THE COUNCIL COURIER
VOLUME 28, NUMBER 1
WISCONSIN COUNCIL OF THE BLIND
& VISUALLY IMPAIRED, INC.
754 Williamson Street, Madison, Wisconsin
800-783-5213 (Outside Madison)
608-255-1166 (Madison area)
608-237-8100 Direct Line, Sharper Vision Store
The Council is a strong voice for Wisconsin residents who are blind and visually impaired. Its mission is to promote the dignity and independence of people in Wisconsin who are blind and visually impaired by providing services, advocating legislation and educating the general public. The Council is funded through proceeds of endowments established through bequests, grants, private gifts from individuals and corporations, and the White Cane Fund campaign.
Message from the President
By: Chris Richmond
It is my honor and privilege to be associated with the Council and to act as president of its Board of Directors. From the moment I began serving on the Council's board, I observed a level of passion and commitment among the other board members I had not encountered elsewhere. Each board member is truly invested in fulfilling the Council's mission. Last fall when I began to consider my responsibilities as board president, I asked myself, "What is the function of a board of directors?" and I imagined it much like a GPS device a bus driver might use. Prior to programming a GPS, the driver needs a destination. The driver knows where he or she wants to go, but needs direction regarding the best way to get there. So the driver enters the destination, and the GPS maps out a route, a set of directions for the driver to follow. It tells him or her when they should arrive and prompts them along the way. In many ways, a board of directors functions in the same manner, providing direction and guidance for the organization according to the destination, or in this case, the goals in the strategic plan on which the board and agency leadership have previously agreed.
However, just as a GPS doesn't actually drive the bus, leaving that job to the bus driver, a board entrusts the day-to-day operations with the agency's executive director. In a similar manner, the executive director acts as the "driver," steering the agency toward its mission. He or she is responsible for maintaining the course, anticipating potential twists and turns, roadblocks and delays, and negotiating them efficiently. Nevertheless, a bus driver, and an executive director, need support, people who are responsible for keeping things running smoothly and efficiently.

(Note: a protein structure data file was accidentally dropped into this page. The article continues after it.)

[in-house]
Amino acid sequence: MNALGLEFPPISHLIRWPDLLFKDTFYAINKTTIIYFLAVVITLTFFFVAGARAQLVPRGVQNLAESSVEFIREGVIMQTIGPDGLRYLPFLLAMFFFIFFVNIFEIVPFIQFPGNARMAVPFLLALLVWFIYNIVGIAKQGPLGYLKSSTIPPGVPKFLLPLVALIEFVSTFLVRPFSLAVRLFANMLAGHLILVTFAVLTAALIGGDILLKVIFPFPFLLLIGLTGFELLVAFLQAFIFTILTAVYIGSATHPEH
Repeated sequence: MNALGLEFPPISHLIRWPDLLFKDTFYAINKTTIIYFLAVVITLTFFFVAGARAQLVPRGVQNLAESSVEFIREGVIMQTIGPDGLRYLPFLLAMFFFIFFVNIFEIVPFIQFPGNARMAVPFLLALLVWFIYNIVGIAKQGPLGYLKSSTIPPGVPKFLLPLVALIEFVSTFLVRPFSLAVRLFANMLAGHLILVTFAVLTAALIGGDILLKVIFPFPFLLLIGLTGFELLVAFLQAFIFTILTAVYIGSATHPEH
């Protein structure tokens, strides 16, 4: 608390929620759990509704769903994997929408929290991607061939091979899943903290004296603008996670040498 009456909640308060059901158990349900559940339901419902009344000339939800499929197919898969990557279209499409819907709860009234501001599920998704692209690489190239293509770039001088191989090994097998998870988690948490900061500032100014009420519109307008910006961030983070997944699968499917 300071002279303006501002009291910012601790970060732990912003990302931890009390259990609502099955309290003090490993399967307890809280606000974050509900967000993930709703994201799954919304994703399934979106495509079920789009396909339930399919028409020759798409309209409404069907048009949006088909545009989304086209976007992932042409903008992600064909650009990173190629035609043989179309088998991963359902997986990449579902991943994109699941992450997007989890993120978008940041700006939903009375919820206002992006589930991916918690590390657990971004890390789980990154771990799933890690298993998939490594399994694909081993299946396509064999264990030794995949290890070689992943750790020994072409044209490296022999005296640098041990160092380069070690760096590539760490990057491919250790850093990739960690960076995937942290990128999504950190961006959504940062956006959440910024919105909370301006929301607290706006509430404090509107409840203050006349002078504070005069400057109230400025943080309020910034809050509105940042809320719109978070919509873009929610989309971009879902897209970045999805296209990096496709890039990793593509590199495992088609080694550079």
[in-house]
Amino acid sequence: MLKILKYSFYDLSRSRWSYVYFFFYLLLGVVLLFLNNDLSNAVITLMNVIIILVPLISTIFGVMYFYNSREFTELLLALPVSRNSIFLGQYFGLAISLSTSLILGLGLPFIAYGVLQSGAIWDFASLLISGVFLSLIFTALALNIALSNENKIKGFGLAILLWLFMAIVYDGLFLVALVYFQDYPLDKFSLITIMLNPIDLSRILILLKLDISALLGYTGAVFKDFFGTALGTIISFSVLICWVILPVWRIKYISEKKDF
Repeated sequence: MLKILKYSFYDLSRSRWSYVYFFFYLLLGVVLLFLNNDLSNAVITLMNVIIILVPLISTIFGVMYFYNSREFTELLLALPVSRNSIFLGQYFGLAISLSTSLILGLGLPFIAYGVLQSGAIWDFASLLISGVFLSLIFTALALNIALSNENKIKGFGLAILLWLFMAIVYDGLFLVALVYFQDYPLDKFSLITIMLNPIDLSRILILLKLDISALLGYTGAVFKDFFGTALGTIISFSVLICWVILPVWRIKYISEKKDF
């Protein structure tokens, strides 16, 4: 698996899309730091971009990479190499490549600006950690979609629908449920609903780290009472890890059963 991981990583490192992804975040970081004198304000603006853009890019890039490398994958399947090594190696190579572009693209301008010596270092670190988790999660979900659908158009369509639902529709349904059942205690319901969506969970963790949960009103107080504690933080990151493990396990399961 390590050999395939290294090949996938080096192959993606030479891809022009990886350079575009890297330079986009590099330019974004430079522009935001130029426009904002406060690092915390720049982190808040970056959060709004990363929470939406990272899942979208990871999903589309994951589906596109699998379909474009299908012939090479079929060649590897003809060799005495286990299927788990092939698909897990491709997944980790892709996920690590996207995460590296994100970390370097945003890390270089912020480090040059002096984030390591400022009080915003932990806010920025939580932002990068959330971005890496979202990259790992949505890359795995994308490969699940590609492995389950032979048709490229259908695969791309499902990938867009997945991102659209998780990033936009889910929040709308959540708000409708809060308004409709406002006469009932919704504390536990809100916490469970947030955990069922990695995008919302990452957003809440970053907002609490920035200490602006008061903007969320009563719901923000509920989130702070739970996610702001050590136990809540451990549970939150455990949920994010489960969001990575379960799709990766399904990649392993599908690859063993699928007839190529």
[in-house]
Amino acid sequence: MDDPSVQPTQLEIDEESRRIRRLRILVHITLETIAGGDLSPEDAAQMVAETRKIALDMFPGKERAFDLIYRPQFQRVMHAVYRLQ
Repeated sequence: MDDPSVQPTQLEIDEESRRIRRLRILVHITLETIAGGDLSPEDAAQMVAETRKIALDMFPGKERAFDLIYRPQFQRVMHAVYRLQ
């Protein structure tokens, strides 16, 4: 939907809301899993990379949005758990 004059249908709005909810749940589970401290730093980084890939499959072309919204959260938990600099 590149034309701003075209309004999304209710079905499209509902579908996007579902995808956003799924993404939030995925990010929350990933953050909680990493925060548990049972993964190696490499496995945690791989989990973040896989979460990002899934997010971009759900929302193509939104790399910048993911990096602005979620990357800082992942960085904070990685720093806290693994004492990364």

The agency staff, as well as its donors and volunteers, provide everything the bus needs to keep moving. Without these highly skilled, knowledgeable and generous individuals, the agency would break down and sit idle. But what would a bus be without passengers?
When I think of the passengers, I think of the blind and visually impaired people we serve all over the state of Wisconsin. They ride the bus, striving for dignity and independence. Some may ride for only a short distance, while others need more time to acquire additional assistance, tools, or support.
In some ways, though, our bus, the Wisconsin Council of the Blind & Visually Impaired, never actually arrives. Our destination is being there for each individual throughout his or her own unique journey.
During the coming year, the Council will help blind and visually impaired persons in the state of Wisconsin achieve dignity and independence through education, services, and advocacy. Whether you are a blind or visually impaired high school student applying for a scholarship, an adult coping with vision loss for the first time, or a professional looking for help in providing your clients with a new resource; the staff, management, and board of directors hope you will join us on this incredible adventure. Let us know how we can help you arrive at your own personal destination, living your life as a blind or visually impaired person with dignity, independence, and pleasure.
Meet the New Board Members
The Council’s Board of Directors welcomes three new members this year:
Denise works with organizations to create more inclusivity in a broad range of forms of diversity through her own consulting firm, Denise Jess Consulting. She is well aware of the various forms of interpersonal and institutions’ forms of discrimination and barriers. Denise believes volunteering her services for the Board of the Council feels like an excellent venue to use her passion for creating inclusive organizations, workplaces and communities.
Her communication and facilitation skills, and her experience running a small non-profit volunteer organization have given her depth and breadth. Denise has the ability to sort out complex and emotionally charged issues, and the ability to seek multiple solutions to problems that address underlying concerns. She is a collaborative worker and facilitator as is evident in her leading experiential / interactive skill-building workshops, facilitating meetings, doing one-to-one leadership development coaching and helping with program development in the following subject areas: communication skills, learning pattern differences, meeting facilitation skills, conflict transformation and diversity / inclusivity. Her client base is broad, ranging from the non-profit sector (particularly social justice and environmental organizations), city, county, state and federal government organizations, clergy and spiritual communities, healthcare and mental health professionals and corporations. She also serves as an ad hoc instructor for the University of Wisconsin – Madison Division of Continuing Studies.